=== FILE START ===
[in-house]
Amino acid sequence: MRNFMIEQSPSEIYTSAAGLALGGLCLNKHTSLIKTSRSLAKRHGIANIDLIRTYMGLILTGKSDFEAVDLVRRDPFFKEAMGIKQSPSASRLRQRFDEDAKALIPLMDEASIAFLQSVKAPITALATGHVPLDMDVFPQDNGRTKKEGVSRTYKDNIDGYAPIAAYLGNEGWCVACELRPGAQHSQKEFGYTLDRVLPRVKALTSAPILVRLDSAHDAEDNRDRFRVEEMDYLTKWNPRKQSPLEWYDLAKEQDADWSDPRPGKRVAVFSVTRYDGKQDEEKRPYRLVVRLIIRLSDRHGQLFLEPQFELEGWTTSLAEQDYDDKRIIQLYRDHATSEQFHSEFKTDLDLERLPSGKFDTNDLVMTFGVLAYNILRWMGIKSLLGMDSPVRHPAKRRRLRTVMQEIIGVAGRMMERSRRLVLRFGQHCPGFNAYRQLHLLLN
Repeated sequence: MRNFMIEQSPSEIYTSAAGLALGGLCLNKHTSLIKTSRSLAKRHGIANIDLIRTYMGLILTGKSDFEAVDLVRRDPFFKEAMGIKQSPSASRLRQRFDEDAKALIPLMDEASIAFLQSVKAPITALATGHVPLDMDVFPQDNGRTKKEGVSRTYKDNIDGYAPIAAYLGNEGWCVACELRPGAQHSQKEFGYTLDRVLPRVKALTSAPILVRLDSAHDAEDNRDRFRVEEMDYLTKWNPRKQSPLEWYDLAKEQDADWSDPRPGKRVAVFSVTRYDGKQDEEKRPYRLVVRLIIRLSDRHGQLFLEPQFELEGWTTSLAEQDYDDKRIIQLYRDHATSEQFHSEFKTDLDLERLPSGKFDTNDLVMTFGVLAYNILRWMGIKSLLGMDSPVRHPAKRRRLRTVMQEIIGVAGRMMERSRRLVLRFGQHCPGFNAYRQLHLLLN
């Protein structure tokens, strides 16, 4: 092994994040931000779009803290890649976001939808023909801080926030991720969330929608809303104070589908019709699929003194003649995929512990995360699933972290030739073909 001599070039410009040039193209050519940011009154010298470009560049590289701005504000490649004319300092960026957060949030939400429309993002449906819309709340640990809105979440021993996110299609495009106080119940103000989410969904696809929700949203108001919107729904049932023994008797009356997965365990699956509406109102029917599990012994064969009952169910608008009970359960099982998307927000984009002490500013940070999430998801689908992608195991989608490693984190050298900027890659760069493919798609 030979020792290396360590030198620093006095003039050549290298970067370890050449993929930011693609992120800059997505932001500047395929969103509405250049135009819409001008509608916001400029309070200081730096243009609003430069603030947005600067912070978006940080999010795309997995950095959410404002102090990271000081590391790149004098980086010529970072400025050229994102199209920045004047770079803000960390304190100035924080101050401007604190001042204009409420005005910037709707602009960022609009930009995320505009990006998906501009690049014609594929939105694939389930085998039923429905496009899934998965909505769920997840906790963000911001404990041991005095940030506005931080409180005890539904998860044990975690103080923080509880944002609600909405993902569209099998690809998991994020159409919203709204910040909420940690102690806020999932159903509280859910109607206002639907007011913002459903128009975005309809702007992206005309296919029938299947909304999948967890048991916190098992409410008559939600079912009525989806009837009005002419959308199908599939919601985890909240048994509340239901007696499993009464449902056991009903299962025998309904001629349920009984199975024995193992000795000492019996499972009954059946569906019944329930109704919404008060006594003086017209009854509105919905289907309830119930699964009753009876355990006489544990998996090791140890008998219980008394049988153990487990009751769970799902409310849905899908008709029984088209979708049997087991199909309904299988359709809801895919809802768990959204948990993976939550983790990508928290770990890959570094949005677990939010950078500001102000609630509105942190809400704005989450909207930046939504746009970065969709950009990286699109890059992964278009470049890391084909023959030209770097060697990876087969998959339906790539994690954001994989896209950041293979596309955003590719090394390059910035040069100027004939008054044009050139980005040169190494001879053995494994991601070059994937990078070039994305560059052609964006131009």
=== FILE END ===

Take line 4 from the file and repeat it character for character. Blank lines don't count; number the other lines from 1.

């Protein structure tokens, strides 16, 4: 092994994040931000779009803290890649976001939808023909801080926030991720969330929608809303104070589908019709699929003194003649995929512990995360699933972290030739073909 001599070039410009040039193209050519940011009154010298470009560049590289701005504000490649004319300092960026957060949030939400429309993002449906819309709340640990809105979440021993996110299609495009106080119940103000989410969904696809929700949203108001919107729904049932023994008797009356997965365990699956509406109102029917599990012994064969009952169910608008009970359960099982998307927000984009002490500013940070999430998801689908992608195991989608490693984190050298900027890659760069493919798609 030979020792290396360590030198620093006095003039050549290298970067370890050449993929930011693609992120800059997505932001500047395929969103509405250049135009819409001008509608916001400029309070200081730096243009609003430069603030947005600067912070978006940080999010795309997995950095959410404002102090990271000081590391790149004098980086010529970072400025050229994102199209920045004047770079803000960390304190100035924080101050401007604190001042204009409420005005910037709707602009960022609009930009995320505009990006998906501009690049014609594929939105694939389930085998039923429905496009899934998965909505769920997840906790963000911001404990041991005095940030506005931080409180005890539904998860044990975690103080923080509880944002609600909405993902569209099998690809998991994020159409919203709204910040909420940690102690806020999932159903509280859910109607206002639907007011913002459903128009975005309809702007992206005309296919029938299947909304999948967890048991916190098992409410008559939600079912009525989806009837009005002419959308199908599939919601985890909240048994509340239901007696499993009464449902056991009903299962025998309904001629349920009984199975024995193992000795000492019996499972009954059946569906019944329930109704919404008060006594003086017209009854509105919905289907309830119930699964009753009876355990006489544990998996090791140890008998219980008394049988153990487990009751769970799902409310849905899908008709029984088209979708049997087991199909309904299988359709809801895919809802768990959204948990993976939550983790990508928290770990890959570094949005677990939010950078500001102000609630509105942190809400704005989450909207930046939504746009970065969709950009990286699109890059992964278009470049890391084909023959030209770097060697990876087969998959339906790539994690954001994989896209950041293979596309955003590719090394390059910035040069100027004939008054044009050139980005040169190494001879053995494994991601070059994937990078070039994305560059052609964006131009």